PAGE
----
The constitutive and innate condition of what is true is its corresponding behavior. Truth to be truth, requires the validation of concrete, demonstrable, and corporeal commitments to what is good, beautiful, and true. “For no good tree bears bad fruit, nor again does a bad tree bear good fruit, for each tree is known by its own fruit. For figs are not gathered from thornbushes, nor are grapes picked from a bramble bush. The good person out of the good treasure of his heart produces good, and the evil person out of his evil treasure produces evil, for out of the abundance of the heart his mouth speaks (Luke 6: 43-45, NRSV).”

The gospels are full of Jesus’ teachings focused on the conduct and public witness of his disciples. One need only to study the Sermon on the Mount to be reminded that the authentic follower of Jesus is recognized not by what they say, but what they do. Another imagery that Jesus uses to emphasize the non-negotiable requirement of faithful behavior as quintessential to what is true, is the warning he offered to his disciples as contained in the Sermon on the Mount: “Beware of false prophets, who come to you in sheep’s clothing but inwardly are ravenous wolves. You will recognize them by their fruits. Are grapes gathered from thornbushes, or figs from thistles? So, every healthy tree bears good fruit, but the diseased tree bears bad fruit. A healthy tree cannot bear bad fruit, nor can a diseased tree bear good fruit. Every tree that does not bear good fruit is cut down and thrown into the fire. Thus you will recognize them by their fruits (Matthew 7: 15-20, NRSV).”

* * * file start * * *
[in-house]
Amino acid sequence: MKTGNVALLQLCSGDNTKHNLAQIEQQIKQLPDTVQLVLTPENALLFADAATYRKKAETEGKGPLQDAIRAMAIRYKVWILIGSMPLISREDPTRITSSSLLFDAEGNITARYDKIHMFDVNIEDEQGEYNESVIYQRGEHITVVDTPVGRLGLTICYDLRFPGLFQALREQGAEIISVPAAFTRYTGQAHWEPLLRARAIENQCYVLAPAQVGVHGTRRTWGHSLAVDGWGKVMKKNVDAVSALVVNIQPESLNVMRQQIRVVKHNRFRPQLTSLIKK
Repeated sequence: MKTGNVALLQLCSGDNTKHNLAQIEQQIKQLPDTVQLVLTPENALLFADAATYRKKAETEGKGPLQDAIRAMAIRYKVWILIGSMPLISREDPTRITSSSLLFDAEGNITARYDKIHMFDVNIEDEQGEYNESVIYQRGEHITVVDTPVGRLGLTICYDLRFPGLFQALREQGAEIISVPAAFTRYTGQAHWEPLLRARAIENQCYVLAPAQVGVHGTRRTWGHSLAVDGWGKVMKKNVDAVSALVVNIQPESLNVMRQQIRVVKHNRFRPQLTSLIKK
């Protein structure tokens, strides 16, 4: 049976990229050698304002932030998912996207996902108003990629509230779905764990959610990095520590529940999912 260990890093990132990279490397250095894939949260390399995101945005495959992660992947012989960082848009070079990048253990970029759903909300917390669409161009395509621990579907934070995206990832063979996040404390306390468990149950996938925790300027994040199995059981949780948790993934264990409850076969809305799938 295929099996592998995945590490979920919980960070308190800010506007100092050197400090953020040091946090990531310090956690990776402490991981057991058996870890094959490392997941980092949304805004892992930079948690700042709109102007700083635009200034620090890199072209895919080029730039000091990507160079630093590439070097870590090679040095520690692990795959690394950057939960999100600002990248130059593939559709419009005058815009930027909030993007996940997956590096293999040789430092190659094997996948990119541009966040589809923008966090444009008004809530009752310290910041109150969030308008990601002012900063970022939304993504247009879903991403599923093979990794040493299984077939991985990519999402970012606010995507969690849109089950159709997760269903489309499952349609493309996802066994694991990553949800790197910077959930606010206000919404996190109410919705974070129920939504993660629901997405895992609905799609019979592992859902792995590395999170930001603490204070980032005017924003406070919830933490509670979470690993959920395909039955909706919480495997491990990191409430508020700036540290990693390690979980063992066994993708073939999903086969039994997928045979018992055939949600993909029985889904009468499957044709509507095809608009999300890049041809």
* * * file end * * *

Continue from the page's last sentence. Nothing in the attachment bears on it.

I hazard to say that these eternal teachings of Jesus on the inseparable link between truth and corresponding behavior has made it through the civilizations across the years. Geoffrey Chaucer, famed author of the Canterbury Tales, a 14th century collection of 24 stories written over a period of 13 years, coined the phrase, “Handsome is as handsome does” in one of the 24 stories, “The Wife of Bath’s Tale”, which is to say that good deeds are more important than good looks. A version of this adage was later popularized by the blockbuster movie, Forrest Gump. The main character was asked several times in the movie if he was stupid. Forrest always responded by way of what his mother taught him when he was young, “Mama says stupid is as stupid does”, appealing to the questioner not to judge him by his appearance, but by his actions.

Some of the salient characteristics of truth are its constancy, verifiability, and its universality. While there are still many magicians out there who are quite adept at diverting us from the truth through sleight of hand and sleight of mind, it is, without question, possible to stay centered even in a time of moral casuistry and capriciousness. For example, a tectonic political event in America – and because of its global prominence, perhaps the world – is now defining the inner spirit of our time. The historic impeachment hearing taking place right now is more than just a display of an epic partisan struggle for contested power. The centrifugal social and political force that the impeachment hearing is generating in our society, is throwing all of us into a profound reckoning of our fundamental understanding of truth, and a foundational moral reinventory of our notions of right and wrong.

So, if nothing else, and if you are still in doubt whether there is truth out there that can be apprehended, plan to rise one morning to greet the sunrise. Observe and discern where the sun breaks into dawn. The constancy, verifiability, and universality of truth will present itself – the sun always rises in the East, no matter what the magicians say otherwise.